However much those relationships may feed or house an individual, unfortunately, they don't sustain the organization. With every dollar per paper going to a vendor — or in most cases, experts say, two or three dollars — many assume that something goes back to The Contributor itself. It doesn't, though — and that disconnect is at the heart of The Contributor's problems.

In February, Lemley laid off the paper's part-time development coordinator in order to hire a development director who could build deeper relationships with bigger donors and help the organization reach a sustainable level of fundraising. But that director didn't come on board until April. With a larger plan not in place until summer, donations ground to a halt. Combined with a 13 percent dip in circulation, the paper's reserves burned at a higher rate. On Jan. 1, 2013, the organization showed a bank balance of $109,771. As of this week, it was down to less than $30,000. Monthly expenses, meanwhile, run at roughly $53,000.

The new board, which Lemley and new chair David Miller Walley spent months recruiting, finally came together in June. Just hours before their second meeting three weeks ago, however, Lemley learned that the organization was rapidly going broke.

"The June meeting went well," she says. "And we knew things were tight. We worked diligently. The next board meeting was going to be about finances, and that was two-and-a-half weeks ago. Suzanna [Shumate], our development director, has been working on a fundraising plan. She was presenting that to the board two-and-a-half weeks ago.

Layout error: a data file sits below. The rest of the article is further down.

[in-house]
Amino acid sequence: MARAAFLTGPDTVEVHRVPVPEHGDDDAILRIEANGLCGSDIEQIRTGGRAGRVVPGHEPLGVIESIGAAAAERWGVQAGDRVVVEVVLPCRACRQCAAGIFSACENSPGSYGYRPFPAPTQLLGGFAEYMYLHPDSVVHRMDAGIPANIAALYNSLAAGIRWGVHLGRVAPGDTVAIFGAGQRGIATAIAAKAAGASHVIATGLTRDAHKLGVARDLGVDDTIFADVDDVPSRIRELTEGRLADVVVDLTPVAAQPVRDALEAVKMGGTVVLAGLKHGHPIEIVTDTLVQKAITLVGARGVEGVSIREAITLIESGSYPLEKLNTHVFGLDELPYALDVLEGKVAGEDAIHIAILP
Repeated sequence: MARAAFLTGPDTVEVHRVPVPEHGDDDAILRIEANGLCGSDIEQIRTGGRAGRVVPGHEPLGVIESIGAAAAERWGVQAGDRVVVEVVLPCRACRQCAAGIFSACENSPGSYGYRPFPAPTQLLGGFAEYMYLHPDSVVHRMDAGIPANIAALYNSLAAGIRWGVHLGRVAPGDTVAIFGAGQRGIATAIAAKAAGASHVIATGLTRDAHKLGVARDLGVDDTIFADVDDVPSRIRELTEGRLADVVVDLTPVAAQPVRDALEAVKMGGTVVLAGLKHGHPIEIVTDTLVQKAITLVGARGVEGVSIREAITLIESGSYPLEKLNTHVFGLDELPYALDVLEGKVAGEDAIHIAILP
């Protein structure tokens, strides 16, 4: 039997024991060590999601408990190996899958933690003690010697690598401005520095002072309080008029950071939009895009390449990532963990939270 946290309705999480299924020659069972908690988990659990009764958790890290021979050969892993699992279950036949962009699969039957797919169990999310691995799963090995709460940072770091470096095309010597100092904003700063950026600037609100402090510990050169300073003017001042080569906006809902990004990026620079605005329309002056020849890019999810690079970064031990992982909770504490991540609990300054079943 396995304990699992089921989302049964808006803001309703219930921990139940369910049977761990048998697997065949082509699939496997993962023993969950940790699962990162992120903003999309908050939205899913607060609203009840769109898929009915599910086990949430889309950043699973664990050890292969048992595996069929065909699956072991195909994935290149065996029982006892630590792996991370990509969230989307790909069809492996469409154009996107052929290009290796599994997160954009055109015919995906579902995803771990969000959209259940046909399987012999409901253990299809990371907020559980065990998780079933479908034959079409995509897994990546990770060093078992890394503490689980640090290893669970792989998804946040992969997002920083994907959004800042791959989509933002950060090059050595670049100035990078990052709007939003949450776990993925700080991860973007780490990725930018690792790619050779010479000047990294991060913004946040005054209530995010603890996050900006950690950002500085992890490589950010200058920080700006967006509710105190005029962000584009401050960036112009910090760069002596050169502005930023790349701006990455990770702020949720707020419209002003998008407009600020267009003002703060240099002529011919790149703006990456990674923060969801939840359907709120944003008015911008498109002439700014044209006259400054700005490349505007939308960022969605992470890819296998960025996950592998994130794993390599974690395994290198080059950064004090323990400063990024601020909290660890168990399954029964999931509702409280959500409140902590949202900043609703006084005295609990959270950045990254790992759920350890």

"Tom got all of the receipts and the deposits from our bookkeeper, so our numbers got up to date through the end of June, and at the board meeting we looked at the development plan that was proposed, looked at where our budget was and went, 'Holy shit.' We knew things were tight, but we did not know they were this tight."

In short order, the Contributor board divided the responsibility for raising $75,000 among its seven members plus Lemley, Wills and Shumate. Each is now responsible for $7,500 individually. If they raise the money, it will tide the paper over until November and the holiday season, when charitable funds flow more freely.

The hope, said Walley, is that this buys the paper enough time for the development plan to kick in and put The Contributor back on firm footing. Some pledges have begun to come in from local foundations, but there's still a big gap.

"We are not an uncommon story for startup nonprofits," Wills tells the Scene, something echoed by nonprofit experts. "Nashville has embraced The Contributor as much as any other city in the world."